Re: [Evolution-hackers] PIM application suite

On Die , 2004-04-18 at 11:42 -0400, Jeffrey Stedfast wrote:
> doesn't seem to bother the average user, if it did... there wouldn't be
> Outlook or GroupWise or Lotus Notes or... a zillion other groupware
> suites.

There aren't a zillion other groupware suites. There are the few you
listed, and maybe
a couple other ones that are less-known. And yes, they would use them.
They end up
living with it, because that is what IT gives them. Home users don't
typically use
groupware suites. They use Outlook Express or something simple and
direct. If an IT
department deploys Exchange, then their users are most likely going to
get Outlook.
Similarly with Groupwise and Notes.

> in fact, you seem to be the only one (or, at best, one of a handful)
> bothered by this.

And you seem to be only one of a handful that are bothered with the idea
of actually
splitting up the components into completely separate applications. :)

> how hard is it, really, to say "I want to make an appointment. I need to
> switch to calendar because obviously mail doesn't do that"

It's not. But that isn't the point.

> you're saying the average user can't handle that, yet you want to split
> the applications which forces these users to have to know which
> application does what? it's the same bloody decision.

There's no reason to get angry dude. The same decision made through a different
UI mechanism can often be easier to understand. 

> >  it makes interfaces scary and bloated.
> ah, bloated. the most overused and least understood word used when
> describing software.

So what does it mean to you? Requiring full feature address book and
applications to be running, in order to press "Send/Recv" in your mail
app, sounds
like a good definition of bloat to me.

> >   i'm
> > not sure why you can't understand this.
> I'm not sure why *you* can't understand this.

I know you are, but what am I? Really. This is just ridiculous to do.

> >   the key to a
> > good application is focus.
> there is focus. where is there not focus? how is there not focus?

There is focus. But the focus is more spread out than concentrated.
Which is, I
believe, what he was trying to say.

> >   there's something to be
> > said about an app that does ONE thing well, and
> > strives only to do that one thing.
> ah, the good ol' "do one thing, and do it well" argument. the most
> widely used and yet least understood statement used by non software
> developers when trying to argue something.

How can bloated and "do one thing, do it well" both be the most widely
used and least
understood of arguments in the software community? I am a software
developer, and it's
a damn good argument to use. :) 

> for a loose definition of "ONE", everything does ONE thing well and
> strives to only do one thing.

We try to do many things well. For loose definitions of one, one is
equal to five.
That's not a very good argument against doing one thing well. One is
pretty well
defined to be a single entity.

> if we split out the mailer, for example, would it really only be doing
> "ONE" thing? depends on how you define "ONE", obviously. It replies to
> mail, it composes mail, it forwards mail, it filters mail, it fetches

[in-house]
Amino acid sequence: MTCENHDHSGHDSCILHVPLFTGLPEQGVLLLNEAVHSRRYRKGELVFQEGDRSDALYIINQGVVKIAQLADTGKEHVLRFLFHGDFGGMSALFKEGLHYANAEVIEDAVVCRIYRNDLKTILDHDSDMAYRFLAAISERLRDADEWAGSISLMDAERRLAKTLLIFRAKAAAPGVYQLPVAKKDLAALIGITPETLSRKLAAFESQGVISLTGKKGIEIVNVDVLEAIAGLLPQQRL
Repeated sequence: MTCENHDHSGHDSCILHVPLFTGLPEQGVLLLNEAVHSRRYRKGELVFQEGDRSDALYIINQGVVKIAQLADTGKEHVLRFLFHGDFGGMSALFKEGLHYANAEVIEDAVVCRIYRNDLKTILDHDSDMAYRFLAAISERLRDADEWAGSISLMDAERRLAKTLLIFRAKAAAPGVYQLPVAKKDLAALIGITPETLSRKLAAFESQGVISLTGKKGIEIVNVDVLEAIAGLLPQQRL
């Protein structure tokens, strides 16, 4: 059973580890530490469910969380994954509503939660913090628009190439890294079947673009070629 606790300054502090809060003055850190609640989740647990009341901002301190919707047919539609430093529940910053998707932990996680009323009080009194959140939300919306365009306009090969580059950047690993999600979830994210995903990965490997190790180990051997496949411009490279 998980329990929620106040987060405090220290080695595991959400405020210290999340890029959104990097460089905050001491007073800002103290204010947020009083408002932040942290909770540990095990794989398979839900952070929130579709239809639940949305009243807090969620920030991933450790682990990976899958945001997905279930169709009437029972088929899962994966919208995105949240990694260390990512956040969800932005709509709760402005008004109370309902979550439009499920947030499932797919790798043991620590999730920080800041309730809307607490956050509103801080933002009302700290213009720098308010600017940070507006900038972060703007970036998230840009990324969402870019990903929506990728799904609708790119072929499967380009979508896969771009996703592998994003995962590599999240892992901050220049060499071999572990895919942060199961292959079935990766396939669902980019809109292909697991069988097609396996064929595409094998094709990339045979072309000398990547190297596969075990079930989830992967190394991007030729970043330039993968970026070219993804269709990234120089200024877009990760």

> mail, it sends mail, it displays mail, as well as numerous other things.
> That's not one thing... so I guess by your definition each of these
> functions should be a separate application too? :-)

One thing is mail. Composer might be 0.01 of 1. So by definition, one
can be comprised
of a very large subset of smaller values. Since all of these things are
"do something
with/to mail", then "one" is "mail". So, 1 can be infinitely large for
values of
infinite that are in the range of 0 <= x <= 1. I say 0 can be equal to
1, since the
binaries "true" and "false" succeed and fail and doing nothing. :)

> >   this doesn't mean
> > this independent app can't fully integrate with other
> > related applications (like a calendar or contacts
> > program integrating with a mail app).
> if you completely split them, then yes, it would mean that.

No it doesn't. Seriously. Stop that. The fact that GNOME works at all,
disproves your argument that we can't integrate by having things in
separate apps.
The entire point of evolution-data-server is to allow some integration
like this.
Of course, it doesn't allow the full spectrum of possibilities, since it
is not
entirely separate yet, and doesn't do anything GUI-related. 

> > , and there should be
> > several evolution-pim scripts installed by default as
> > evolution-contacts, evolution-calendar, and
> > evolution-mail.
> no, if a distributor wanted this, then they could make separate menu
> entries - one to launch each of the components. that would be the proper
> way to do it, not writing shell scripts. average users don't use the
> command-line.

If a distributor wants this, they can install evolution, because it will
have separate
menu entries to start the different components. There's no need to make
them do extra
things to get this very simple functionality that we practically already
provide. We
already do this in XD2 anyway.

-- dobey

Attachment: signature.asc
Description: This is a digitally signed message part

[Date Prev][Date Next]   [Thread Prev][Thread Next]   [Thread Index] [Date Index] [Author Index]